Almost before the applause had died down, another roar from stage left announced the presence of a brand new animal—Kawasaki’s ZX-14, affectionately referred to by Kawasaki staff as “the Hayabusa-killer.” It’s 1400cc mean no other sport bike on the market can match its displacement; I turned left to share my concerns about the number of inexperienced, 18-year-old guys who will soon be dreaming of 14s with UrbanCyclez.com’s Stacey Newby, but she was salivating too loudly to hear me.

The show wasn’t over quite yet … the ATVs and Mules made their own burly little appearances, jet skis raced up and down in the moat in front of the speakers’ podium, and the infamous James “Bubba” Stewart stopped by for a visit riding the KX450F he’s always wanted, as did 16-year-old Team Monster Energy/Pro Circuit phenom Ryan Villopoto. After a slight delay (necessitated by the task of getting thousands of people loaded into hundreds of buses), we all headed for Disney’s Coronado resort—Kawasaki headquarters for the weekend—to get a better look at the bikes of 2006.

Though it took some work to sit still in the hot sun for more than an hour, it was nothing compared to the events of the previous morning, when Kawasaki had loaded up the journalists for a session at Richard Petty’s Driving Experience, which allows participants the opportunity to drive a NASCAR racecar while wearing fireproof suits heavy enough to make you sweat out your sins of the night before. Twelve laps later, novice drivers had a printout of their top speeds (as well as the opportunity to buy pictures of themselves in the driver’s seat flashing cheesy grins, for $89) and I had the shameful memory of almost tossing cookies while on a ride-along with one of the instructors. Road Racing World’s Steve Atlas (actually his real name) maintained that he’d logged the fastest lap time, but he was probably lying.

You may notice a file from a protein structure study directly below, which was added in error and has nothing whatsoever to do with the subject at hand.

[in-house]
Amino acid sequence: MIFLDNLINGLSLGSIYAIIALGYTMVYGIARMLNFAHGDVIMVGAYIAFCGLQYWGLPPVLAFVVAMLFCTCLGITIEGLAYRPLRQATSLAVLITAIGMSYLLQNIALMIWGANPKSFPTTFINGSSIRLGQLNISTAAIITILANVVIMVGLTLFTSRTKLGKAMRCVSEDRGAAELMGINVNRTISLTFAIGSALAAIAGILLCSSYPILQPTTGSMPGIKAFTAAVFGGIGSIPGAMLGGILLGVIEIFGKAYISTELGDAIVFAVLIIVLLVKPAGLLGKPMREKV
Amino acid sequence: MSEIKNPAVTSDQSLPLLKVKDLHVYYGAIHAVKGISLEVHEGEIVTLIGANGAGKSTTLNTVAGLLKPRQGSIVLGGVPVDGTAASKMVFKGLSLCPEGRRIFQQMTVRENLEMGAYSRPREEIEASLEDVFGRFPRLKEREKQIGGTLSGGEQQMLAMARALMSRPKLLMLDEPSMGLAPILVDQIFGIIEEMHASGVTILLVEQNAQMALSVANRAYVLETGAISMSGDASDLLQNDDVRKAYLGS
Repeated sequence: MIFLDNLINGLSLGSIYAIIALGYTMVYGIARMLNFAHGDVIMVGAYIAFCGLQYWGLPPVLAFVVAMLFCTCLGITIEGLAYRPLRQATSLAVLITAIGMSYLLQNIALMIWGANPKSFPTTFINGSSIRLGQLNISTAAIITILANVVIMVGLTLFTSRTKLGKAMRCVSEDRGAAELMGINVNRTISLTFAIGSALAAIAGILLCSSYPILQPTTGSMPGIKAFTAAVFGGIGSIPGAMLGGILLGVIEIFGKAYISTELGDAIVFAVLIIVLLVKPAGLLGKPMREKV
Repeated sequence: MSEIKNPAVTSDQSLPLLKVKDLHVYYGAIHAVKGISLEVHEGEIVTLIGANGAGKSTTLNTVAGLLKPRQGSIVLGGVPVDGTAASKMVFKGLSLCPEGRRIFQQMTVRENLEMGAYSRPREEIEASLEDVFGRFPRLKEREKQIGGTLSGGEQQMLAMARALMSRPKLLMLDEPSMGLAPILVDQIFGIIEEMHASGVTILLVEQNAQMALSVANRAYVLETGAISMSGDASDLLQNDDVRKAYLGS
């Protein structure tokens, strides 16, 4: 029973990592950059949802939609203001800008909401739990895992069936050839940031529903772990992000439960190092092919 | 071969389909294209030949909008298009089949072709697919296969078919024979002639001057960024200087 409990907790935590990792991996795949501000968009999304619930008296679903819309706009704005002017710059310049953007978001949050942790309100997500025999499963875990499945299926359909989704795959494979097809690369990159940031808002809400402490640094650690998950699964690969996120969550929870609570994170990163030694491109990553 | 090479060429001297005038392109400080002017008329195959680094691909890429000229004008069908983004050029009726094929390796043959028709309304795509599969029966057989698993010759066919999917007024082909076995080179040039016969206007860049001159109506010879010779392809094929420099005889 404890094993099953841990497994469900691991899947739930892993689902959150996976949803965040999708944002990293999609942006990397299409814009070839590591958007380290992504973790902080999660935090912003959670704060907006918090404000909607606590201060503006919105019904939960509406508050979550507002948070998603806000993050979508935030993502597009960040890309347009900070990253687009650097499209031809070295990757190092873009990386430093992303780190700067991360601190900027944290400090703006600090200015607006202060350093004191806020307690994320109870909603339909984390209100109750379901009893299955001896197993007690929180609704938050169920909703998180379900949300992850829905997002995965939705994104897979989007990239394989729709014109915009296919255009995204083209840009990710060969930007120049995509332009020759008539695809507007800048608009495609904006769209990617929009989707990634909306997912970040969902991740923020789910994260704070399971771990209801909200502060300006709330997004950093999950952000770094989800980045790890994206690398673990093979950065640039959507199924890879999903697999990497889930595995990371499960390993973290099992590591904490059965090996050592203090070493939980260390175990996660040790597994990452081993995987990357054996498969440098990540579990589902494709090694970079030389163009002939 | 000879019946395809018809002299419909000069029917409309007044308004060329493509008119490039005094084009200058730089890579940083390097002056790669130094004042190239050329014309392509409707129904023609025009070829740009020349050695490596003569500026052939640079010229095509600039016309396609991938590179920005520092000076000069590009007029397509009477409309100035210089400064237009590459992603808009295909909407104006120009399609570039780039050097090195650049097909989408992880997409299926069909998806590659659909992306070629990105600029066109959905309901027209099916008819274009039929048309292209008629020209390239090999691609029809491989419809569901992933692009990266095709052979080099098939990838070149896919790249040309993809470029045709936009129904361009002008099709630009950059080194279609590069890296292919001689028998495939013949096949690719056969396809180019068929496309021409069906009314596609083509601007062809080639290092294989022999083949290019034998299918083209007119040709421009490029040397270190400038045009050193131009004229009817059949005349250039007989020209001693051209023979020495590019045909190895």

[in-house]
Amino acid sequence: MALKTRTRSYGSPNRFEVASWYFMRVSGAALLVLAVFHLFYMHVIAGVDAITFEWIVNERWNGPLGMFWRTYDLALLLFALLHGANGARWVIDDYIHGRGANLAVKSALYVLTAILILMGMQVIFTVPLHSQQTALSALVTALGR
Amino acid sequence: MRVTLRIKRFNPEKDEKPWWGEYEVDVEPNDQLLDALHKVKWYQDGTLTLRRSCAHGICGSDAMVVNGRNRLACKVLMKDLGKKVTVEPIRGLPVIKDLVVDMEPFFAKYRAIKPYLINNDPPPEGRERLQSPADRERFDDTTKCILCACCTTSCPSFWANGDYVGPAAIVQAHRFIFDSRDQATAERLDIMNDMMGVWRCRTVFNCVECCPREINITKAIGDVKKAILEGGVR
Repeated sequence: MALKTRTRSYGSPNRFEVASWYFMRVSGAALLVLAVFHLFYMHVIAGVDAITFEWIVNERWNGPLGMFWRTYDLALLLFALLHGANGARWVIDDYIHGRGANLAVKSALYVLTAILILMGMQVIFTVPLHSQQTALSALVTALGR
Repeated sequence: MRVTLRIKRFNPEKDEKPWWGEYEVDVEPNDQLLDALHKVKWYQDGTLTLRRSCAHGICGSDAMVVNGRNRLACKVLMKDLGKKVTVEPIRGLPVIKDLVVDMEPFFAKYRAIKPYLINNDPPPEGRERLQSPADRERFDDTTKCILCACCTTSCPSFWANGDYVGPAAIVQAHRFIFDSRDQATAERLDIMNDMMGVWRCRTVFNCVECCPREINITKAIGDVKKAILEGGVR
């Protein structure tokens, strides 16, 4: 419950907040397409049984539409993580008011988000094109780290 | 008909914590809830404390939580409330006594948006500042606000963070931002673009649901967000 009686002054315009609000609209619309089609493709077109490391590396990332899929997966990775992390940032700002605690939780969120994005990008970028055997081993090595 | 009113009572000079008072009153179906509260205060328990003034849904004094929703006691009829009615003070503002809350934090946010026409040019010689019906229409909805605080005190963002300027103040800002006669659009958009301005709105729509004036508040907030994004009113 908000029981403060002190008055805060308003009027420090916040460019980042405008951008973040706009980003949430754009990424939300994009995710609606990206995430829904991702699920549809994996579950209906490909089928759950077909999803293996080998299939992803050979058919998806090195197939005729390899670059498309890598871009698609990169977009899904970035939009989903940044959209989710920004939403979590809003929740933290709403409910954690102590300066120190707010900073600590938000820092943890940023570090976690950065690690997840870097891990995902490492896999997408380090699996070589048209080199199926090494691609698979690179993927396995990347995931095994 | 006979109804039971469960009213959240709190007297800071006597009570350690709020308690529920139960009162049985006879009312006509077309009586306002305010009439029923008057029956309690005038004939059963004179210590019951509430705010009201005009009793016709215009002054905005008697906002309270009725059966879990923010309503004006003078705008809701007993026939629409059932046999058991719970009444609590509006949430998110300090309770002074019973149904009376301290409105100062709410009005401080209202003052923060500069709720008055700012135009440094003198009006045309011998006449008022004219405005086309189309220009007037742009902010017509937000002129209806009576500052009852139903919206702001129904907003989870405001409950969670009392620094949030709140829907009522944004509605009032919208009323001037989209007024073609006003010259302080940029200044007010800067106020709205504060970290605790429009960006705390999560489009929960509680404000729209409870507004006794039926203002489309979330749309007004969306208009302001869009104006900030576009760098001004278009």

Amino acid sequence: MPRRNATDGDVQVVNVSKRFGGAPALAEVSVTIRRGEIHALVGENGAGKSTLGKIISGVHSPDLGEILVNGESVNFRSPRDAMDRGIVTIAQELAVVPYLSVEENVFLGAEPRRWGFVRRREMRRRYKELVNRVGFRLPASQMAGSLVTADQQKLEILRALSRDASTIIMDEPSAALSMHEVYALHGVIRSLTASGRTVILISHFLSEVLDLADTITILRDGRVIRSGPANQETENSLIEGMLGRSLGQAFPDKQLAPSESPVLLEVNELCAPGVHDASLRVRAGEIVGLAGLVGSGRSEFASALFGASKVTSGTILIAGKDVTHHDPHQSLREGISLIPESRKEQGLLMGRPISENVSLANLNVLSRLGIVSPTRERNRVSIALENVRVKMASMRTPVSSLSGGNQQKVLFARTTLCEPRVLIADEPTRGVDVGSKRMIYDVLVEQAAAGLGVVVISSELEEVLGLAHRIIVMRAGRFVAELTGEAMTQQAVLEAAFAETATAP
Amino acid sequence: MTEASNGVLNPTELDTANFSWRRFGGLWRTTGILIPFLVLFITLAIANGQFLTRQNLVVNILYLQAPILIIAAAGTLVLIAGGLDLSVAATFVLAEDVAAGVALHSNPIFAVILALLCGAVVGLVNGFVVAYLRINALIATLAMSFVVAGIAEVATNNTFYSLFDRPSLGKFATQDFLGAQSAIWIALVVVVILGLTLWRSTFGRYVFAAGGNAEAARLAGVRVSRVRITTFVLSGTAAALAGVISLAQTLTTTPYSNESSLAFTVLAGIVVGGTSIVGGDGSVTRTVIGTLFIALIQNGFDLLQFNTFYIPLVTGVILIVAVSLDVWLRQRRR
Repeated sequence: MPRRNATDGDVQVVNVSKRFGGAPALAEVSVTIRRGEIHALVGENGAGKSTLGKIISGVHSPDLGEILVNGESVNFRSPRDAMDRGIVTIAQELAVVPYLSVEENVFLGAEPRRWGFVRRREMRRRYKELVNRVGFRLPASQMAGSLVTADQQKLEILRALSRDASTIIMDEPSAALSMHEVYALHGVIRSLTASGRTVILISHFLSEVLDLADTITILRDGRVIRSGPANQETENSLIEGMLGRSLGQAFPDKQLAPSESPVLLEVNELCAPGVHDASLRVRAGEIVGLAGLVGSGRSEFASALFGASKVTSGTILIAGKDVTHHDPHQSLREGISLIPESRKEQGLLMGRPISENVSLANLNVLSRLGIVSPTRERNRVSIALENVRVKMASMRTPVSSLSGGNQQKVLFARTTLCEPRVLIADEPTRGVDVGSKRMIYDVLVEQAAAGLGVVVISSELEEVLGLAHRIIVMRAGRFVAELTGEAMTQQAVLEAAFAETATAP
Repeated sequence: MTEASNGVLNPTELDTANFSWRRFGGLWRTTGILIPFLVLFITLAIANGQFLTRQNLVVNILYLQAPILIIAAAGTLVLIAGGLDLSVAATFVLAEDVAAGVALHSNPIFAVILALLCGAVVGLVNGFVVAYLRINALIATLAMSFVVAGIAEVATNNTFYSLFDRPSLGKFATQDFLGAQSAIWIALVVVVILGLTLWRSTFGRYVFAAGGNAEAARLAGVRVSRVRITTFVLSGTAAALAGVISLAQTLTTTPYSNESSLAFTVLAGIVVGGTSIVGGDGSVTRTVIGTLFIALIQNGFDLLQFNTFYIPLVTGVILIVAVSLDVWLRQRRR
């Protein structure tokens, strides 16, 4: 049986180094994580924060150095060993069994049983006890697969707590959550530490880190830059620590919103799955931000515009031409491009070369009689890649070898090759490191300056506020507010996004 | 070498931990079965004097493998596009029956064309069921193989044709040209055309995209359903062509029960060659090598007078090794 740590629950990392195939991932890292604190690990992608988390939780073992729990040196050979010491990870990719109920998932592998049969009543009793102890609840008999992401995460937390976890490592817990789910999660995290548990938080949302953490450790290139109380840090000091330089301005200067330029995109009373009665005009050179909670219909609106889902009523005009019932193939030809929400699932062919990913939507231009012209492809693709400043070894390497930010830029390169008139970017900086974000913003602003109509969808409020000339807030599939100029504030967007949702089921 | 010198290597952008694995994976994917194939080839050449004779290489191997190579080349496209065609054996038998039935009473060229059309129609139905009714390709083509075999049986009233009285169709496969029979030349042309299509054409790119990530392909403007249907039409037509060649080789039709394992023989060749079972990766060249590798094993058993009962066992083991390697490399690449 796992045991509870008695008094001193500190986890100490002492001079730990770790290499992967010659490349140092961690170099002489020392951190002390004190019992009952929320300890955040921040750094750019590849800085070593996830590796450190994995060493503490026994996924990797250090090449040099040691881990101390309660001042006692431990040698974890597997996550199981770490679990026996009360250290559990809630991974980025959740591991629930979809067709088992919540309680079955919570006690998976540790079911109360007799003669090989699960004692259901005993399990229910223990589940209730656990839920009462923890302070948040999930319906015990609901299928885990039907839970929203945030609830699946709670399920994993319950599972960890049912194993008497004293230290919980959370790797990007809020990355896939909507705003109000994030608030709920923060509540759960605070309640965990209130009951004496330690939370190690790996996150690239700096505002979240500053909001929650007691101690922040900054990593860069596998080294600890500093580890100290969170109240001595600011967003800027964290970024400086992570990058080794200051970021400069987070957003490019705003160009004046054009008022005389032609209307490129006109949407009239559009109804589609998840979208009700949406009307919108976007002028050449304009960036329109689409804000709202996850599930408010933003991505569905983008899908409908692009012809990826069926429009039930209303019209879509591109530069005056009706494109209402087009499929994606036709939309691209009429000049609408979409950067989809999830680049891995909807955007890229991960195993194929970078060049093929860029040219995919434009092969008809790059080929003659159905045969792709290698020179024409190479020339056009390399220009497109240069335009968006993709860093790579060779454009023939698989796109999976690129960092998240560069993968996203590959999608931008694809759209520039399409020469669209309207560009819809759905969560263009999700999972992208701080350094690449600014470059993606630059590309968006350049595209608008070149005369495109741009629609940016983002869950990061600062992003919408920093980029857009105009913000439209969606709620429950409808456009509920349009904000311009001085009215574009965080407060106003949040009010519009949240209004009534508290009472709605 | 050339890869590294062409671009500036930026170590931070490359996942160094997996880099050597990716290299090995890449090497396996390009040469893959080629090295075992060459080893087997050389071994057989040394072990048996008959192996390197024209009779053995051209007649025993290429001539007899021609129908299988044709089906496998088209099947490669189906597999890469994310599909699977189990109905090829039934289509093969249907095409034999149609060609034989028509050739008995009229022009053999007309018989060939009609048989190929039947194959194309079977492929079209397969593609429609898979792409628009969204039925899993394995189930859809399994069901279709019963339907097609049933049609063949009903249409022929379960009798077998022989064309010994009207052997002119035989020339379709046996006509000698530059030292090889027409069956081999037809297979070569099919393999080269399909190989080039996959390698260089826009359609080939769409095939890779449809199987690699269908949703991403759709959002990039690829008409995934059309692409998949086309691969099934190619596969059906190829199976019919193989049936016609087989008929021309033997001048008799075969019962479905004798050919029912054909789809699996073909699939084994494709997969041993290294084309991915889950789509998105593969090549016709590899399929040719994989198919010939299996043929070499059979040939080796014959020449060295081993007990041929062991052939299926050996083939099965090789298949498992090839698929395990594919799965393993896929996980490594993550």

Back at the Coronado, Kawasaki had taken over one of the resort’s ballrooms, and I doubt that room had ever looked as good. Cooling darkness was punctuated by spotlights that highlighted gleaming motorcycles, and a giant display in the center of the room drew attendees into a world of chrome, clean lines, and engines that seemed to bulge with barely restrained power. Behind the main display was a Kawi semi familiar to anyone who’s attended a national road or motocross race—autograph central for those seeking a signature from Tommy, Roger, Bubba, Ryan, or off-roader Destry Abbott.